Sometimes viral police videos are like Rorschach tests where everyone who looks at the video sees a cop using excessive force—except for other cops, who conveniently see a fellow cop put in a dangerous and potentially life-threatening situation where they used the exact amount of force necessary.
Earlier this month, we reported on the viral video in which Mississippi Highway Patrol officer Hayden Falvey is seen violently handling Black man Eugene Lewis, who was handcuffed at the time Falvey appears to struggle with him and take him to the ground and then into a ditch. In the video, Lewis’ brothers, Packer and Darius Lewis, can be heard shouting at the officer who they said was “in a car jumping on” their brother.
All three brothers ended up going to jail that day and on Friday, and the state trooper was cleared of all wrongdoing, according to the Sun-Sentinel.
“A review of this incident by MBI agents and command staff produced no evidence of criminal conduct by the trooper throughout the encounter,” Mississippi Bureau of Investigations Director Lt. Col. Charles Haynes said in a statement.
From the Sentinel:
The Mississippi Department of Public Safety released on Friday 40 minutes of video of Trooper Hayden Falvey’s arrest of Eugene Lewis and his brothers Gary “Packer’’ Lewis and Derrius Lewis. It included dash cam video, along with video of a rear-facing camera pointing at the seat in the patrol car for a person under arrest. DPS officials also released audio of the encounter and synched the in-car footage with the live streamed video.
“MHSP’s internal review of this matter revealed no evidence of excessive force,” said Lt. Col. Malachi Sanders, Director of the MHSP Enforcement Division. “All evidence indicates that Trooper Falvey demonstrated exemplary patience, judgment and skill in maintaining the safety of all involved throughout what could have easily become a tragic incident.”
The official report says Falvey caught Lewis speeding, passing cars in the right lane and running a yellow light without wearing a seatbelt in what officials noted was a “rural and unpopulated” area. Lewis also allegedly was driving with a suspended license. Both men were calm at first, the report said, but that changed after Falvey said he smelled marijuana and started questioning Lewis about how high he was. Falvey handcuffed Lewis and searched his car but found nothing illegal. Meanwhile, Lewis’ brothers had pulled up to confront the officer.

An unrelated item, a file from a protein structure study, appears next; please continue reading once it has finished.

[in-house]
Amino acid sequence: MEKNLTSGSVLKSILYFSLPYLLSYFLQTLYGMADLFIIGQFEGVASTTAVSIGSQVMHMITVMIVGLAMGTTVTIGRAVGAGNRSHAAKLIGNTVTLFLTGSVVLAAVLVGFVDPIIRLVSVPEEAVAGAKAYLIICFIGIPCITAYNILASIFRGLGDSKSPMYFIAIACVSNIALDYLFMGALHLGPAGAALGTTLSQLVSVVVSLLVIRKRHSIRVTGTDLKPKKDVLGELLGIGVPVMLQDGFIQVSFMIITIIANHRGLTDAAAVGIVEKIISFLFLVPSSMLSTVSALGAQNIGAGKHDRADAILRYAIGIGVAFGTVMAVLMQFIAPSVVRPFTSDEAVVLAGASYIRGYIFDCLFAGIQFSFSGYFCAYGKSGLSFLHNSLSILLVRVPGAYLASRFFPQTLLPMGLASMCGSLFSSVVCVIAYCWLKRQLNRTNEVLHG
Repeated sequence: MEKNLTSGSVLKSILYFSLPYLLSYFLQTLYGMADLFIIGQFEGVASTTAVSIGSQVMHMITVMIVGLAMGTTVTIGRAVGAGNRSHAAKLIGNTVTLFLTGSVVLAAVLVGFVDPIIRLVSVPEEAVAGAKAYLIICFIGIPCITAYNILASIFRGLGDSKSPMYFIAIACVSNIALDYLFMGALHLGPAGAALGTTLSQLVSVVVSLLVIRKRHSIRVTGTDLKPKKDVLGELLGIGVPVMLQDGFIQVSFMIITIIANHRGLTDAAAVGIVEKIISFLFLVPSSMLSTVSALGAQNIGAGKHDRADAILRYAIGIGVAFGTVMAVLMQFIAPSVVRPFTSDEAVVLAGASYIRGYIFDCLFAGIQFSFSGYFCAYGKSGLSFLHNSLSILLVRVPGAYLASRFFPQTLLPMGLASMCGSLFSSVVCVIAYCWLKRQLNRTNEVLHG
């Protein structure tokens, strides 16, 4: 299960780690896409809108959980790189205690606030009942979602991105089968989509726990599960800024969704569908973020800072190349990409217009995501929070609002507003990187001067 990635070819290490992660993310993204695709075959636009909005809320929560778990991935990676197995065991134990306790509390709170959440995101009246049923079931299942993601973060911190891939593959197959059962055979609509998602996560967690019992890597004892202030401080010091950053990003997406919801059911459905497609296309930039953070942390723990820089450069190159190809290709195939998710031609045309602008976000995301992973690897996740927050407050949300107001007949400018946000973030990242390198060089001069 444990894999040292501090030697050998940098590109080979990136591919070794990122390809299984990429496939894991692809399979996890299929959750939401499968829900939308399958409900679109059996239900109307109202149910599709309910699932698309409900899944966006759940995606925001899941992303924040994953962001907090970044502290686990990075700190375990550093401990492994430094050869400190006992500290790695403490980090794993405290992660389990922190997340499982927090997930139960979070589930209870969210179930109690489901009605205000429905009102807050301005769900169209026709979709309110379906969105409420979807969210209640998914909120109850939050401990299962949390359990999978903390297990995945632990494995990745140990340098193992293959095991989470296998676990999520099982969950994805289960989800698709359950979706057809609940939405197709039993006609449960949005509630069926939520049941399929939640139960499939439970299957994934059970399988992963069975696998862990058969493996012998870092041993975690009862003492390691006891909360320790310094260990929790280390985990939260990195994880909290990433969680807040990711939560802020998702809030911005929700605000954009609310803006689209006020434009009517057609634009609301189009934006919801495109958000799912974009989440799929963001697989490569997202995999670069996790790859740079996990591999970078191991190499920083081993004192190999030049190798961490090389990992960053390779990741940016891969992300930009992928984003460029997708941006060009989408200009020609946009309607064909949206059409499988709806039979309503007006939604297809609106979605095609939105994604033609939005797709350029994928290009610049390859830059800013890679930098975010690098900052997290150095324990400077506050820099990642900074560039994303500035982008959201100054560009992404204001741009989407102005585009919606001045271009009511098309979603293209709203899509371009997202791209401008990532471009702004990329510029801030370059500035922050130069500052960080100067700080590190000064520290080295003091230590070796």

“You can go now or you can go to jail for failure to comply,” Falvey tells the two brothers before telling Lewis, “They think they’re helping but they’re making things worse.”
So, according to police that’s when Lewis started struggling with the officer, refusing to get in the car and, during the struggle, he’s heard saying, “You choking me!” and “He’s beating me up, man!”
“All three Lewis men ignored repeated commands by Trooper Falvey to return to their respective vehicles (E. Lewis to the police cruiser),” DPS officials said in a news release. “All three men continuously shouted expletives at Trooper Falvey and made it clear that they had no intention of following his commands. This placed Trooper Falvey in an untenable position and created a dangerous situation for all four men.”
I’m not sure what the point is of noting that the Lewis brothers “shouted expletives” at Falvey when cops “shout expletives” at civilians (especially Black civilians) all the time. It just seems like officials were laying it on pretty thick in describing all the potential danger the officer was in.
“As you will see, this event is a prime example of how even a routine traffic stop can quickly turn into a dangerous situation for both citizens and law enforcement officers when subjects resist arrest and when uninvolved persons interfere,” DPS Commissioner Sean Tindell said.
I’m sure that’s how the cops see it anyway—and what they see tends to be all that matters.